You want a tattoo that looks like an acid trip on your skin, but what do you call that as a tattoo style? You, my friend, are talking about a New School tattoo. Not every tattoo designed in this style...

How to Design New School Tattoos

You want a tattoo that looks like an acid trip on your skin, but what do you call that as a tattoo style? You, my friend, are talking about a New School tattoo. Not every tattoo designed in this style is so out there, but exaggerated elements and multi-dimensional shading are hallmarks of the New School style. We looked into what, exactly, New School is, what makes a design New School, and what you should consider if you’re looking to get a tattoo done in this style. Read on to find out all you need to know about New School tattoos.

What is the New School Tattoo Style?

The New School tattoo style is one of the latest to hit the tattoo scene, and one that’s always expanding. The style originated in the 1970s, but has changed quite a bit since then. Dutch tattoo artist Jamie says that his generation of tattooers are the second to the original New School artists, “Back in the day, when it was normal to draw flash sheets, people like Tony Ciavarro, Jime Litwalk, [and] Joe Capobianco were known for doing them, and being inspired by comic art. They created a new style called New School (Old School themes, drawn in a New School style)”. As pop culture and a new generation of tattoo artists evolved, the New School tattoo style grew. CT, a tattooist in Toronto, explains that New School as we recognize it today:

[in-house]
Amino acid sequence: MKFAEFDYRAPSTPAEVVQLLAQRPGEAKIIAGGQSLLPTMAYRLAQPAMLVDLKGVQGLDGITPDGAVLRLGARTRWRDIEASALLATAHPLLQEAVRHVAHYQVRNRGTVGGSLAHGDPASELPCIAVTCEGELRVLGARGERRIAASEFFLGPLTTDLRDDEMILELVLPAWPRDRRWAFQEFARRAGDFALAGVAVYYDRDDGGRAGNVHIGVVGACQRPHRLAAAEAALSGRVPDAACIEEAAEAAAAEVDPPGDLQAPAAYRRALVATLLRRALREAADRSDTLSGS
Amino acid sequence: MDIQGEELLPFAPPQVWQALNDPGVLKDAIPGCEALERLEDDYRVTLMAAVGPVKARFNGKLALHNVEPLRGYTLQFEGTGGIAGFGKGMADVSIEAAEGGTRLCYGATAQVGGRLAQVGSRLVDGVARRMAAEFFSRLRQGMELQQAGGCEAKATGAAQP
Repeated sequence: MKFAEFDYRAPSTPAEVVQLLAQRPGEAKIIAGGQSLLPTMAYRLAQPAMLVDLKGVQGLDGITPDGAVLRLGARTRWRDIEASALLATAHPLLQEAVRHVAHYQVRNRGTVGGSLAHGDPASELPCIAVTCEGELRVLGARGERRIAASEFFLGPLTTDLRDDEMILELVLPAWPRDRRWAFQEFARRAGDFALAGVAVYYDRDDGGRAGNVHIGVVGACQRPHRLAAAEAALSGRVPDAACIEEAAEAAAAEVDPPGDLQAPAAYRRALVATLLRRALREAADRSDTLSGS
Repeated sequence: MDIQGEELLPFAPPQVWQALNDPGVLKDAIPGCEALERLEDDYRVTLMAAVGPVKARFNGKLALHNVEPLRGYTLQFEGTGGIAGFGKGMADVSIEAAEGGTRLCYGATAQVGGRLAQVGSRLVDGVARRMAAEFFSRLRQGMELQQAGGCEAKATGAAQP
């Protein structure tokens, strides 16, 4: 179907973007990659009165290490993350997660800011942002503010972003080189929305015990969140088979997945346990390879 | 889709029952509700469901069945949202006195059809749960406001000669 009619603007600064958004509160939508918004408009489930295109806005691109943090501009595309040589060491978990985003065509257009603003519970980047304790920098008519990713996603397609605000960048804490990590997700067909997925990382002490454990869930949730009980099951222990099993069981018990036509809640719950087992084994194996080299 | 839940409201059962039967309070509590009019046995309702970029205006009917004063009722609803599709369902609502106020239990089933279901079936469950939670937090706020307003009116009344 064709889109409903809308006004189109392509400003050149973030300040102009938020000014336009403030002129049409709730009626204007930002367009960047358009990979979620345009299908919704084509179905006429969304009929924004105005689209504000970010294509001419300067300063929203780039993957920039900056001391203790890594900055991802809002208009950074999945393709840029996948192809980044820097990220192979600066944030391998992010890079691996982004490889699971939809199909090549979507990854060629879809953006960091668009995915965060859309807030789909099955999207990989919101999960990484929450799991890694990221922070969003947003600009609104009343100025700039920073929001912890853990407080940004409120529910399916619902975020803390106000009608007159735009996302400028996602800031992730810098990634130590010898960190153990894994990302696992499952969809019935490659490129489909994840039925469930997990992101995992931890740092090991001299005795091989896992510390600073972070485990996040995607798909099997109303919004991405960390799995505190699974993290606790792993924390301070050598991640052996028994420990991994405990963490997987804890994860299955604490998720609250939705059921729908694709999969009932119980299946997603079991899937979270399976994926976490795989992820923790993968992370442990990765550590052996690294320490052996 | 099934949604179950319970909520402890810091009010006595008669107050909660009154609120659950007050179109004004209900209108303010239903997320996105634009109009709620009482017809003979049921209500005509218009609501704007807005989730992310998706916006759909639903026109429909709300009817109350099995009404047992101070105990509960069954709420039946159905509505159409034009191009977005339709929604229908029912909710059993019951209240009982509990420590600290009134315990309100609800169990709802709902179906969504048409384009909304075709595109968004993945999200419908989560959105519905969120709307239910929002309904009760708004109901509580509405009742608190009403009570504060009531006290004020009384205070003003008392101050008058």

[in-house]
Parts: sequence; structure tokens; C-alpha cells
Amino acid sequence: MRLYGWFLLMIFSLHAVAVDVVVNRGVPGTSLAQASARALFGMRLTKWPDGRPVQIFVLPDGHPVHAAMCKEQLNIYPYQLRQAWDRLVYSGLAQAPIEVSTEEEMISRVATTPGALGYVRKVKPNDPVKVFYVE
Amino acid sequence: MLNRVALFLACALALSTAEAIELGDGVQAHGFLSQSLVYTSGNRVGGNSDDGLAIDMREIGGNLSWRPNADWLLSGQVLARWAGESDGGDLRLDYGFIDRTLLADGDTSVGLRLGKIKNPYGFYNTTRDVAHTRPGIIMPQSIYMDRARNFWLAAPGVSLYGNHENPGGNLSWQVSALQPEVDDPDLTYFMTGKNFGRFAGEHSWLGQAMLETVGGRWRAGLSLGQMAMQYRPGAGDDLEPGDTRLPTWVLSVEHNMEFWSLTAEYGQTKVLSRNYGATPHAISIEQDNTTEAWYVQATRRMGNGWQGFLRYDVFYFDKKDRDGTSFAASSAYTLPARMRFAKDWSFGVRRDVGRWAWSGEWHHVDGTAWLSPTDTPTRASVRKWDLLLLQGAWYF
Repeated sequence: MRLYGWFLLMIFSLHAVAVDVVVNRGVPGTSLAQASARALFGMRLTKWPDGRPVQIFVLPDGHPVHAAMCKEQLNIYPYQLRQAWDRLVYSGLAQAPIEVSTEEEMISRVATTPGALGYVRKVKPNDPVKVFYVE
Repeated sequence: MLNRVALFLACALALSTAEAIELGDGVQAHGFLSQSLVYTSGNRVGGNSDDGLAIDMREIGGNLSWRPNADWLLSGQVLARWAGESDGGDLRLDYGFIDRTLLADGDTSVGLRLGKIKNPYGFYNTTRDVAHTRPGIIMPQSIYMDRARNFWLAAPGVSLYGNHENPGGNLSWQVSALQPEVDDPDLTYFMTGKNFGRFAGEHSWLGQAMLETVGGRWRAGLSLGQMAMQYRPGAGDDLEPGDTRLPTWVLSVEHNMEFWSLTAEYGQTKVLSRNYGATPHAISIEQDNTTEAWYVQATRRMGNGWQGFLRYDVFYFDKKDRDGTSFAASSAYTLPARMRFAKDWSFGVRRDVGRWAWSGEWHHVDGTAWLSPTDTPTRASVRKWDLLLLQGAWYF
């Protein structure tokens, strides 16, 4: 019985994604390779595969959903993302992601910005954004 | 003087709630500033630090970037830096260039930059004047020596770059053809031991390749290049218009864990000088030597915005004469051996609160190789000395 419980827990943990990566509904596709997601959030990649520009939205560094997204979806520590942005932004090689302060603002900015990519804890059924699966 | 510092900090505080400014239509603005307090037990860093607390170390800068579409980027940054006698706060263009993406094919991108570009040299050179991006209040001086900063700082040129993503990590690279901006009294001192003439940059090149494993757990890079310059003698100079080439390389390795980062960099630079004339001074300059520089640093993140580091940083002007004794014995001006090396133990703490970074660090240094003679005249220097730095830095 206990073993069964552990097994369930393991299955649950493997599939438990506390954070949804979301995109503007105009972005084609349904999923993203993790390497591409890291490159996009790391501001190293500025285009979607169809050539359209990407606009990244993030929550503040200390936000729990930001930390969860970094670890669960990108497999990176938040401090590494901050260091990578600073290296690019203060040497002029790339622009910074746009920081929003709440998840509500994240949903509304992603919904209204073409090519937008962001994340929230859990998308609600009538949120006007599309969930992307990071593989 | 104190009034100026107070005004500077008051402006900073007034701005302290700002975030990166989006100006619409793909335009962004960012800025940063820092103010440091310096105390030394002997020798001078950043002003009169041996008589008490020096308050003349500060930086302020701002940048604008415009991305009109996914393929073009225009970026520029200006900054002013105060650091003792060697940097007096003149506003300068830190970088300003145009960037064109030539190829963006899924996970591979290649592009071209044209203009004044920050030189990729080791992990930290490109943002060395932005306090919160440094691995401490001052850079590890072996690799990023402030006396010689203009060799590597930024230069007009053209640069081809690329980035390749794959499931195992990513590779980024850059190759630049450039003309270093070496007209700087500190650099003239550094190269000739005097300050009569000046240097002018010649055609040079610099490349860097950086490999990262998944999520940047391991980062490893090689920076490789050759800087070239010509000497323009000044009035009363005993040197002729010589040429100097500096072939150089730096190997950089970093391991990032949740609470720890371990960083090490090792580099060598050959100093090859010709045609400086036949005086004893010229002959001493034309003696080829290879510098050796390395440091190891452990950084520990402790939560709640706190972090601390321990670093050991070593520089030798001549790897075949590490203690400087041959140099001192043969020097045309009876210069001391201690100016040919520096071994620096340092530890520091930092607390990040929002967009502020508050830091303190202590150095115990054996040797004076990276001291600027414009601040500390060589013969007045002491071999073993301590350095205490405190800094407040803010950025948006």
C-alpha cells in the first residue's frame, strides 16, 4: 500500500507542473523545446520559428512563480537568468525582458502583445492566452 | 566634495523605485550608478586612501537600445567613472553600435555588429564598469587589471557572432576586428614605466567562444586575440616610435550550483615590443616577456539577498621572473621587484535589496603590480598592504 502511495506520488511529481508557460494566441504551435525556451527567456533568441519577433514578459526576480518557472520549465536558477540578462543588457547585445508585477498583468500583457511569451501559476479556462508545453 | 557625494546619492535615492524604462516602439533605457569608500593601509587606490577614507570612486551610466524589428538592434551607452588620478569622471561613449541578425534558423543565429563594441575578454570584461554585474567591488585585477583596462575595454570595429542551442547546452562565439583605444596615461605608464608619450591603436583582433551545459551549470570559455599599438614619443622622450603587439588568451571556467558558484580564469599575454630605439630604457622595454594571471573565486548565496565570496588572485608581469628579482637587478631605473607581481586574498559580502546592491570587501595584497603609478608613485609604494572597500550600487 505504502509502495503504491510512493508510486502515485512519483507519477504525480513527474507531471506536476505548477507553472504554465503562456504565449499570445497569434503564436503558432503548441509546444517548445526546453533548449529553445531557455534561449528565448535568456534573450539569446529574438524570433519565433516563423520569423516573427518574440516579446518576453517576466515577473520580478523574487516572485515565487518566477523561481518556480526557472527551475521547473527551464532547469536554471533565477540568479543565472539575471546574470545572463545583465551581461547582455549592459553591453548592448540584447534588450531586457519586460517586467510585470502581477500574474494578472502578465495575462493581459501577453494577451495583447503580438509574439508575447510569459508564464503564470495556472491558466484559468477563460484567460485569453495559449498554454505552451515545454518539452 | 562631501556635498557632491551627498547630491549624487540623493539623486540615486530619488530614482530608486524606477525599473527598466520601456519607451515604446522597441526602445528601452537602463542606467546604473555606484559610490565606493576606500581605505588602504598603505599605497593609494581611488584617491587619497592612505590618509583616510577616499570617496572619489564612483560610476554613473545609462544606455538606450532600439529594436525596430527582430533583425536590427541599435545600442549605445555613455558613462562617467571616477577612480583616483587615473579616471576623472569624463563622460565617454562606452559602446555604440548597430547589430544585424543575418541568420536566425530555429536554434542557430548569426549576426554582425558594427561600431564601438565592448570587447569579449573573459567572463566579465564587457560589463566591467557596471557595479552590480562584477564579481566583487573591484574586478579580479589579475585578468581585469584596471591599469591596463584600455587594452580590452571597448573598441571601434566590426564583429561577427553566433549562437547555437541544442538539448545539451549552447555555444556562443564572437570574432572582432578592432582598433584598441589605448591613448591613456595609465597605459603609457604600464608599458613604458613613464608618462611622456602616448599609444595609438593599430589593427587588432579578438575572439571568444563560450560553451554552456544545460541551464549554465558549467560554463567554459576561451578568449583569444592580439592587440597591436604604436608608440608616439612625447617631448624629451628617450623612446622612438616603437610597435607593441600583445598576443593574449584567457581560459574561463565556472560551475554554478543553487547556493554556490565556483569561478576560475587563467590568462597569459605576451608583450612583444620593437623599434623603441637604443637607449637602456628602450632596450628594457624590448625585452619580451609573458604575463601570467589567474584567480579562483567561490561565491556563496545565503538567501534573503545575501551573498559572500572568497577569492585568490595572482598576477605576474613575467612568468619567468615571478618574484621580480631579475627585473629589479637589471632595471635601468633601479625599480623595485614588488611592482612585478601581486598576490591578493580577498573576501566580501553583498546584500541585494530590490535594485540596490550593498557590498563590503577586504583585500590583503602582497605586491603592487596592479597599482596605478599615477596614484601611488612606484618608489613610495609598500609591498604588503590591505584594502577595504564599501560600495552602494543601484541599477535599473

…Is a style developed by the new generations mixing street art, cartoons, comic and realism. As media evolved, so did tattooing…[modern New School] takes any subject/object and exaggerates it, turning into graffiti/Pixar-like art. Most new school artists are people who love art, pop culture, video games, movies, comics, cartoons and graffiti.